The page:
Health of Eaves, Kesler may determine what team does
The 2017-18 season was a disappointingly good season for the Anaheim Ducks. It was good in the fact that the team finished second in a pretty top heavy, competitive Pacific Division. That allowed them to qualify for the playoffs for the sixth straight season. They did so despite having most of their key players miss significant time due to injury.
However, the disappointment lies in the fact that you almost forget this team made the playoffs. The Ducks were swept in the first round by the San Jose Sharks. It had been the first time in 19 years that Anaheim was swept at any point of the postseason.
As expected, this did not sit well with anybody in the organization. Management, the coaching staff, and players all knew and stated that something has to change. And that change could come through free agency.
Time to speed things up?
One of the things that bothered general manager Bob Murray about the short playoff run is how slow his team looked compared to San Jose. It’s no secret that the NHL game today is being played much faster than even five, six years ago. And that has caused the Ducks problems in recent seasons.
Since the 2005-06 season, Anaheim has tried to maintain an identity: to be a big, physical, bruising team. And that style has given the team it’s fair share of success.
The Ducks have made the playoffs in all but two years since 2005-06. They’ve reached the conference finals four times in that span (2006, 2007, 2015, 2017) and won the Stanley Cup in 2007.
But 2007 was also the last time Anaheim reached the fourth round of the postseason. And changing the style of play may be the way to go to get back to the fourth round.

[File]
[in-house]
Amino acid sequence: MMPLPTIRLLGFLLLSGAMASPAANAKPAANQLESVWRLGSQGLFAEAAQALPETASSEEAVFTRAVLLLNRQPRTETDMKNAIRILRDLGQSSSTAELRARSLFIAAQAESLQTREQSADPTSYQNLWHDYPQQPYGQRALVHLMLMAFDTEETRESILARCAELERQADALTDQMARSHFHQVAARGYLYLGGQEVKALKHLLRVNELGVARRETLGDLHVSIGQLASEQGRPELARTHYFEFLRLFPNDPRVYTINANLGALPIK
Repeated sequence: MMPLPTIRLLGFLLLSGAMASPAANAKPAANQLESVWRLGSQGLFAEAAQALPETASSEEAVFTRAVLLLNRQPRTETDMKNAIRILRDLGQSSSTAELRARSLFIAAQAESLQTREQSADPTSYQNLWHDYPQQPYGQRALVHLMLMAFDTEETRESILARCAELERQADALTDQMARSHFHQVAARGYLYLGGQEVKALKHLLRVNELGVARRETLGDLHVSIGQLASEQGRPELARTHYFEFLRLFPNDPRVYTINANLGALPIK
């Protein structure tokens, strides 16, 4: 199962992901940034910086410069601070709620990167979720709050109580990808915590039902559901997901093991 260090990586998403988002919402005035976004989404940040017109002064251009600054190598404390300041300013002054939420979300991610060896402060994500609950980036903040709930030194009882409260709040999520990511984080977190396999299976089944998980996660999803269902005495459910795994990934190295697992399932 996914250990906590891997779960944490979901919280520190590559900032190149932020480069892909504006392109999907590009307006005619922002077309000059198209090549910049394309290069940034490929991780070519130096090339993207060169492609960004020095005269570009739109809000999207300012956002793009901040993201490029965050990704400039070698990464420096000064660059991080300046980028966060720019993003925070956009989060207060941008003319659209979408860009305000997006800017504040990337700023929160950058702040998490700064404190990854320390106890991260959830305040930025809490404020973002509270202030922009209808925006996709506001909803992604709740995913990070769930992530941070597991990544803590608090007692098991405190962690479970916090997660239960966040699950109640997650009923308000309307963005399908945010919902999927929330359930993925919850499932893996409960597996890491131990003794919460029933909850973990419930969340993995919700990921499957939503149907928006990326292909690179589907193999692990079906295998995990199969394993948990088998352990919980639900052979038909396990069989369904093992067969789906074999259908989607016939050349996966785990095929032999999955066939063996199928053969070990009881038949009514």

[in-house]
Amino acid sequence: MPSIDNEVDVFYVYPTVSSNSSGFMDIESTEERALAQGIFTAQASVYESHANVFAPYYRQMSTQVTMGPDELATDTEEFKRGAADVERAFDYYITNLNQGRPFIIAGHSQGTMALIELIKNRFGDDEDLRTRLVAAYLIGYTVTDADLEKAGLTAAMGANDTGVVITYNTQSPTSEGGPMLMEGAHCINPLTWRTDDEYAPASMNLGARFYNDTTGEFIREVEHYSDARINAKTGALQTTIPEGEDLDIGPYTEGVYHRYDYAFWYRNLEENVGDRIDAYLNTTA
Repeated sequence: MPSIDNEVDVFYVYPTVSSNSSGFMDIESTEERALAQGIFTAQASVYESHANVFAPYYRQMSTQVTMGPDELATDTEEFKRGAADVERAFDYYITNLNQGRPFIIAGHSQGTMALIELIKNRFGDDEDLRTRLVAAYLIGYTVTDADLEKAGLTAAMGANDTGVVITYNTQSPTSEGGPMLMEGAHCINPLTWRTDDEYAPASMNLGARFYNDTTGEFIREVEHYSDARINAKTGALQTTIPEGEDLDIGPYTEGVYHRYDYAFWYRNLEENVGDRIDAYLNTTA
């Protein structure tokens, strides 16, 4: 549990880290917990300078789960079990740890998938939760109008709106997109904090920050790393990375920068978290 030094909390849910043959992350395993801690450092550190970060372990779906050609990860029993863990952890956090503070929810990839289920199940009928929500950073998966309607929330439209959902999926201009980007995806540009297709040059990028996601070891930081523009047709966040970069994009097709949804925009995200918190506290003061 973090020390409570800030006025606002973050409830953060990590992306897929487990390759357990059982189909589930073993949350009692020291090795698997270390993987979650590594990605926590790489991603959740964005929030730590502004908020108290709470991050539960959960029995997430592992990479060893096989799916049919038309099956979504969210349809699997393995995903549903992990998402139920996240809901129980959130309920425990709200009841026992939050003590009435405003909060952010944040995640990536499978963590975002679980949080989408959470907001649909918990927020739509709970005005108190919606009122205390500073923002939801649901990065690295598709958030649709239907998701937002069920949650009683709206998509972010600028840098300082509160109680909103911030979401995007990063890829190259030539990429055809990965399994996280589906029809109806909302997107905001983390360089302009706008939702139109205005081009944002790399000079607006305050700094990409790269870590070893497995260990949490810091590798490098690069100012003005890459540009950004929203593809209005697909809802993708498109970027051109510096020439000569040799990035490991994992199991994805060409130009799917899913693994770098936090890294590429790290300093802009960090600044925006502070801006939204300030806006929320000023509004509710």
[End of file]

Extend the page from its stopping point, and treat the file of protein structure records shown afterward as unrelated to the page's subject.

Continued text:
Speed, speed, speed
After the series loss to San Jose, Murray stated that he wanted his team to play faster. He reportedly met with head coach Randy Carlyle about implementing a faster style of play. Murray stated he didn’t expect all of his players to become speed demons on the ice, skating wise. He just wants a team that makes quicker decisions in getting the puck up the ice.
He even discussed how not every player on the Sharks is a fast skater. They just play quickly with the puck.
One of the things that irked Murray, Carlyle, and me (as a fan) last season was how many time forwards would circle back into the defensive zone with the puck. A lot of times when that happened, opposing teams would press the forwards, cause a turnover, and pin the Ducks in their defensive zone. That’s what Murray wants to get rid of.
So how can free agency help Anaheim with this? There is one available player that has speed to burn.
Grabner has been regarded as one of the fastest players in the NHL since entering the league in 2009-10. That speed has made him an excellent penalty killer. He has also shown a scoring touch.
He’s coming off back-to-back 27-goal seasons. Adding a player like that to the third line would be a major boost to the Ducks’ offense. If Anaheim chooses to sign Grabner, they could possibly be getting a bargain.